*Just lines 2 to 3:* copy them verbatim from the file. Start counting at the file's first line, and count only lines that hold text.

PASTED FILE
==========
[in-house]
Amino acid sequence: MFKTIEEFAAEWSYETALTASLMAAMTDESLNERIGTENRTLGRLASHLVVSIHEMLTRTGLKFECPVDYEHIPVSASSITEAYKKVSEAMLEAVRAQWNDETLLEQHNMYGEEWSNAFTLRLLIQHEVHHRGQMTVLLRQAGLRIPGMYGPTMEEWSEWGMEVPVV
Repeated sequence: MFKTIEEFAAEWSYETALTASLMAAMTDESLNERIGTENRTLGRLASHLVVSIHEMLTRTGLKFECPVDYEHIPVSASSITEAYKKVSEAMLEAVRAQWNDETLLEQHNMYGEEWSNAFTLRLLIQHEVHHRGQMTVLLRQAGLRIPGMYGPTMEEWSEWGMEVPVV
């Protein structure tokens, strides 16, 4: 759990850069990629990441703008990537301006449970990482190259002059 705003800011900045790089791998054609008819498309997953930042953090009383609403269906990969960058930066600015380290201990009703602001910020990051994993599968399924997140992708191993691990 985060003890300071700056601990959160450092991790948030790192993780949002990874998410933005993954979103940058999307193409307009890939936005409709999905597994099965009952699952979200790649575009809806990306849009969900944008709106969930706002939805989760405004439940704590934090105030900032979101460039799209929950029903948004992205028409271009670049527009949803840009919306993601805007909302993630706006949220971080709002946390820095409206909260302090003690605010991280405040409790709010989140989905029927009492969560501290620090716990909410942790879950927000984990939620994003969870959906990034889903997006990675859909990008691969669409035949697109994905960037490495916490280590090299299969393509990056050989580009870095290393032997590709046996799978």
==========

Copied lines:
Amino acid sequence: MFKTIEEFAAEWSYETALTASLMAAMTDESLNERIGTENRTLGRLASHLVVSIHEMLTRTGLKFECPVDYEHIPVSASSITEAYKKVSEAMLEAVRAQWNDETLLEQHNMYGEEWSNAFTLRLLIQHEVHHRGQMTVLLRQAGLRIPGMYGPTMEEWSEWGMEVPVV
Repeated sequence: MFKTIEEFAAEWSYETALTASLMAAMTDESLNERIGTENRTLGRLASHLVVSIHEMLTRTGLKFECPVDYEHIPVSASSITEAYKKVSEAMLEAVRAQWNDETLLEQHNMYGEEWSNAFTLRLLIQHEVHHRGQMTVLLRQAGLRIPGMYGPTMEEWSEWGMEVPVV